Bolted differs from today’s bare metal clouds by reducing the implicit trust in the provider. Bolted allows a tenant to elastically carve out a secure private enclave of commodity physical servers in which she may run applications. The enclave is protected from previous users of the same servers (using hardware-based attestation), concurrent tenants of the cloud (using network isolation and encryption), and future users of the same servers (using storage encryption and memory scrubbing). With Bolted an organization with security expertise is able to deploy their own attestation infrastructure, and can directly validate the measurements against their expectations of firmware and software deployed. Each Bolted component addresses a different potential vulnerability. It is the combination of Bolted components that minimizes the role of the provider to mostly that of securing the physical access to the hardware.

We have implemented a prototype of Bolted and demonstrate that the prototype can provision an enclave of sixteen servers with a full application environment with legacy servers and firmware in around 8 minutes, enabling highly elastic environments. We show that the overhead to do attestation with Bolted is low, adding only 25% to the cost of a highly optimized provisioning system. Replacing traditional UEFI firmware with a customized Linux-based firmware we developed for this service, we further improve the security of the user and reduce provisioning time to being around 10% faster than the unattested version; a node can be fully provisioned with a full application environment in just over 3 minutes.

2 Threat Model

Our goal in Bolted is to enable tenants to strongly isolate themselves from other tenants while placing as little trust in the provider as possible. Specifically, we trust the provider to maintain the physical security of the hardware, so physical attacks like bus snooping or de-capping chips are out of scope. We also trust the provider for availability of the network and node allocation services and any network performance guarantees. We assume that all cloud provider nodes are equipped with Trusted Platform Modules (TPMs) [5].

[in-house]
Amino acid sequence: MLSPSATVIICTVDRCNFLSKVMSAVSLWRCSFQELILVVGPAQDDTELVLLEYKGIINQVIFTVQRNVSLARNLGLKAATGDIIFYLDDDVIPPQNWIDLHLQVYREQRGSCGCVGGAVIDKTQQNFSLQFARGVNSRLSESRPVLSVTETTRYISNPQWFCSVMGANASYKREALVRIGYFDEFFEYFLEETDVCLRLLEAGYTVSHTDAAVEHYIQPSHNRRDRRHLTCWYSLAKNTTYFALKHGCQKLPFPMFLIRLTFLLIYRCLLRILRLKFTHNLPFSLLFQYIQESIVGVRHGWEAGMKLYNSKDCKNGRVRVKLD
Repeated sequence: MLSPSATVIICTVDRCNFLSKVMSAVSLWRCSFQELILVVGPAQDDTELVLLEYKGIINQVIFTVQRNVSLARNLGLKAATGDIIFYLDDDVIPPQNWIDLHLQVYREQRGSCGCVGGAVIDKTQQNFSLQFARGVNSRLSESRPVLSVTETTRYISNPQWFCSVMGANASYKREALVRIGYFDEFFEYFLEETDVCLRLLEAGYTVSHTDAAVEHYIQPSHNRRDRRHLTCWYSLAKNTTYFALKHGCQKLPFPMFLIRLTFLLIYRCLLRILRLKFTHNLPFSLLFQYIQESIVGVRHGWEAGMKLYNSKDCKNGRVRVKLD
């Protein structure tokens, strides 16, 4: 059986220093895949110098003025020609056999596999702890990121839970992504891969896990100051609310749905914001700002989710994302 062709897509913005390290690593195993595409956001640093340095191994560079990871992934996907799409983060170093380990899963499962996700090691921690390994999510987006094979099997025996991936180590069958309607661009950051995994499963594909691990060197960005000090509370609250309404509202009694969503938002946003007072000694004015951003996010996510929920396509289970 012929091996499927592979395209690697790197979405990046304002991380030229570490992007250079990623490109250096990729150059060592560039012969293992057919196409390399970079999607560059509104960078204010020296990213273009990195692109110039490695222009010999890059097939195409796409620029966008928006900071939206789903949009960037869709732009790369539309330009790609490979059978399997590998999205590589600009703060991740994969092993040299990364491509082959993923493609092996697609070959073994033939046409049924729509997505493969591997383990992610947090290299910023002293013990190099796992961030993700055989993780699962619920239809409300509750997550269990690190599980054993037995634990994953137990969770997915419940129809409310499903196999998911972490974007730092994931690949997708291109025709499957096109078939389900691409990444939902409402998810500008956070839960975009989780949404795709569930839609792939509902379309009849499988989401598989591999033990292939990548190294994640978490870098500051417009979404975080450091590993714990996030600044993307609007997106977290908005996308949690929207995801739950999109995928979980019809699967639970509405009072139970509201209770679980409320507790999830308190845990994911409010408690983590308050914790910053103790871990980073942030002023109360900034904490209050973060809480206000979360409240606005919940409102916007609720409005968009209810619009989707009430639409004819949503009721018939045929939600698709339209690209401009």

We categorize the threats that the tenant faces into the following phases:

Prior to occupancy:

Malicious (or buggy) firmware can threaten the integrity of the secure enclave of which the node becomes a part. We must ensure that a previous tenant (e.g., by exploiting firmware bugs) or cloud provider insider (e.g., by unauthorized firmware modification) did not infect the node’s firmware prior to the tenant receiving it. Further, we must ensure that the node being booted is isolated from potential attackers until it is fully provisioned and all defenses are in place.

During occupancy:

Although many side-channel attacks are avoided by disallowing concurrent tenants on the same server, we must ensure that the node’s network traffic is isolated so that the provider or other concurrent tenants of the cloud cannot launch attacks against it or eavesdrop on its communication with other nodes in the enclave. Moreover, if network attached storage is used (as in our implementation) all communication between storage and the node must be secured.

After occupancy:

We must ensure that the confidentiality of a tenant is not compromised by any of its state (e.g, storage or memory) being visible to subsequent software running on the node.

3 Design Philosophy